The resignations keep piling up

Politicians hailing from the Canadian federal election to the U.S. House of Representatives call it quits.

With two elections going on, in Canada and the U.S., there are an endless amount of face-palming moments that occur on the campaign trail.

Never mind the gaffes that come from the party leaders; it’s the resignations from party candidates across the country that never cease to amaze.

Lets take the most recent case of Alex Johnstone, an NDP candidate running in the Hamilton West-Ancaster-Dundas riding in Ontario, who was forced to explain her comments on an old Facebook photo depicting a Nazi concentration camp.

In an attempt to be funny, Johnstone remarked about the phallic shape of the electrified fence posts without realizing the image was that of a notorious death camp.

Indeed, she even admitted it once the scandal broke, telling a local newspaper that she had no idea what Auschwitz was early last week.


Yes, the comment in question was made seven years ago, but the point remains—for someone who has a Masters degree, according to her campaign biography, how she is not aware of the most notorious death camp of the Nazi regime boggles the mind.

Johnstone has apologized for her remarks and accused her political opponents of ‘mud slinging’.

Elsewhere, earlier in the month, Joy Davies, a Liberal candidate in the Lower Mainland, was dropped from the ticket after old Facebook comments concerning marijuana surfaced.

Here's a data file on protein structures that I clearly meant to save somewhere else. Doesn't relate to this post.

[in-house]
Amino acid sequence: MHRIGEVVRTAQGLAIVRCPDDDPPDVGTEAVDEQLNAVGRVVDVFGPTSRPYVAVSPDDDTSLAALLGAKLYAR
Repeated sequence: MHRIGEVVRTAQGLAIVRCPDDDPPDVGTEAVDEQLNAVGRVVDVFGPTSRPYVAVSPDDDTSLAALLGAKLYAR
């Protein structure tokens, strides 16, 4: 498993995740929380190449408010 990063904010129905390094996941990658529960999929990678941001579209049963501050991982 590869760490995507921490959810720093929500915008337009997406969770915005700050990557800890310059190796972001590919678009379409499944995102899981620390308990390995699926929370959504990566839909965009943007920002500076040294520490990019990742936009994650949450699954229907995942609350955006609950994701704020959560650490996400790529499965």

Specifically, her posts suggested that more pot leads to less domestic violence in married couples and that smoking marijuana while pregnant is not harmful to the mother and/or baby.

While Liberal Leader Justin Trudeau is in favour of legalizing marijuana, Davies resigned her seat a few days after the Facebook posts came to light.

It begs the question of whether voters really care what someone said on social media one, two or seven years ago. But if it’s egregious enough, it’s obviously enough to force a party to dump a candidate.

It makes me miss the good ole fashioned days before I was born where reporters had to rely on debates for gaffes.

Facebook and Twitter seem to have cornered that market now.

On the topic of resignations, it’s the end of an era down south across the 49th parallel as John Boehner, the Speaker of the House, abruptly announced his exit from the Speakership and his Congressional seat come October.